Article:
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Predators shape sedimentary organic carbon storage in a coral reef ecosystem

Atwood, Trisha B., Madin, Elizabeth M. P., Harborne, Alastair R., Hammill, Edd, Luiz, Osmar J., Ollivier, Quinn R., Roelfsema, Chris M., Macreadie, Peter I. and Lovelock, Catherine E. 2018, Predators shape sedimentary organic carbon storage in a coral reef ecosystem, Frontiers in ecology and evolution, vol. 6, doi: 10.3389/fevo.2018.00110.

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Title Predators shape sedimentary organic carbon storage in a coral reef ecosystem
Author(s) Atwood, Trisha B.
Madin, Elizabeth M. P.
Harborne, Alastair R.
Hammill, Edd
Luiz, Osmar J.
Ollivier, Quinn R.ORCID iD for Ollivier, Quinn R. orcid.org/0000-0002-8791-8214
Roelfsema, Chris M.
Macreadie, Peter I.ORCID iD for Macreadie, Peter I. orcid.org/0000-0001-7362-0882
Lovelock, Catherine E.
Journal name Frontiers in ecology and evolution
Volume number 6
Article ID 110
Total pages 11
Publisher Frontiers Research Foundation
Place of publication Lausanne, Switzerland
Publication date 2018-08
ISSN 2296-701X
Summary Trophic cascade theory predicts that predator effects should extend to influence carbon cycling in ecosystems. Yet, there has been little empirical evidence in natural ecosystems to support this hypothesis. Here, we use a naturally-occurring trophic cascade to provide evidence that predators help protect sedimentary organic carbon stocks in coral reef ecosystems. Our results show that predation risk altered the behavior of herbivorous fish, whereby it constrained grazing to areas close to the refuge of the patch reefs. Macroalgae growing in "riskier" areas further away from the reef were released from grazing pressure, which subsequently promoted carbon accumulation in the sediments underlying the macroalgal beds. Here we found that carbon stocks furthest away from the reef edge were ~24% higher than stocks closest to the reef. Our results indicate that predators and herbivores play an important role in structuring carbon dynamics in a natural marine ecosystem, highlighting the need to conserve natural predator-prey dynamics to help maintain the crucial role of marine sediments in sequestering carbon.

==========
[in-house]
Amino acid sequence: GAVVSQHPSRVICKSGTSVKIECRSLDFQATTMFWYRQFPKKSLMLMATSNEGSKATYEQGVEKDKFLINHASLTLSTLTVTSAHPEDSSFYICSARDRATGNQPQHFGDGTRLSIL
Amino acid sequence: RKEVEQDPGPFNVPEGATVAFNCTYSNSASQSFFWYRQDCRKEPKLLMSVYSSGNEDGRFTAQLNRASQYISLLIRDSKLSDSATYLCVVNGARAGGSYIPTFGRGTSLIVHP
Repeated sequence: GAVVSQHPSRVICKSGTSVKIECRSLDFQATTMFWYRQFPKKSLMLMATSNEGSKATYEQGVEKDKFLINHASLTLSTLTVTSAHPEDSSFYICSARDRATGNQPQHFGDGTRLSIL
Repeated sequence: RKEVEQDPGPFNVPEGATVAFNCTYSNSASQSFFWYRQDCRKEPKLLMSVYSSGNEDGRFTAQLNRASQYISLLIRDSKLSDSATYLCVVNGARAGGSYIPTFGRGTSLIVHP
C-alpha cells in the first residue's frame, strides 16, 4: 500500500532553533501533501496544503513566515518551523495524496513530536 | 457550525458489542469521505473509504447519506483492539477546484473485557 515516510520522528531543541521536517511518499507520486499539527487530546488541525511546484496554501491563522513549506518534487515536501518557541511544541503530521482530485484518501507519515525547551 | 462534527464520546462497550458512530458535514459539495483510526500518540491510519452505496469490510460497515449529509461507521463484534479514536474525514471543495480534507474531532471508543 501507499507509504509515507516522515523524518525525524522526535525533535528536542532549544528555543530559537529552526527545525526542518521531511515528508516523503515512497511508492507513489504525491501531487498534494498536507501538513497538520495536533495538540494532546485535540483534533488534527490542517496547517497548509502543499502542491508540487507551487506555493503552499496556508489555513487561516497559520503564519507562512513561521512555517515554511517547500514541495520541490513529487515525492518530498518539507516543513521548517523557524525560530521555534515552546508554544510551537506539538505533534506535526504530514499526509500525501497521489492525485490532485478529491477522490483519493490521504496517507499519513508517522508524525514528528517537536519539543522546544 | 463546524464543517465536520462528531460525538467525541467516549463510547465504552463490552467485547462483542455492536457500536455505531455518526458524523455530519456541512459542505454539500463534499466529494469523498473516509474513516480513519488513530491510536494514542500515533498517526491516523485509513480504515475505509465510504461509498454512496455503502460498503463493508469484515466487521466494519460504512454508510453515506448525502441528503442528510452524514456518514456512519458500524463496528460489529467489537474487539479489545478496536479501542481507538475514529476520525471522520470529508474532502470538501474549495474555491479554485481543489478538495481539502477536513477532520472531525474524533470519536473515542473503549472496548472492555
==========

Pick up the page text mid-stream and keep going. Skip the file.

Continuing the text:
Language eng
DOI 10.3389/fevo.2018.00110
HERDC Research category C1 Refereed article in a scholarly journal
Copyright notice ©2018 Atwood, Madin, Harborne, Hammill, Luiz, Ollivier, Roelfsema, Macreadie and Lovelock
Free to Read? Yes
Use Rights Creative Commons Attribution licence
Persistent URL http://hdl.handle.net/10536/DRO/DU:30114048

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Every reasonable effort has been made to ensure that permission has been obtained for items included in DRO. If you believe that your rights have been infringed by this repository, please contact drosupport@deakin.edu.au.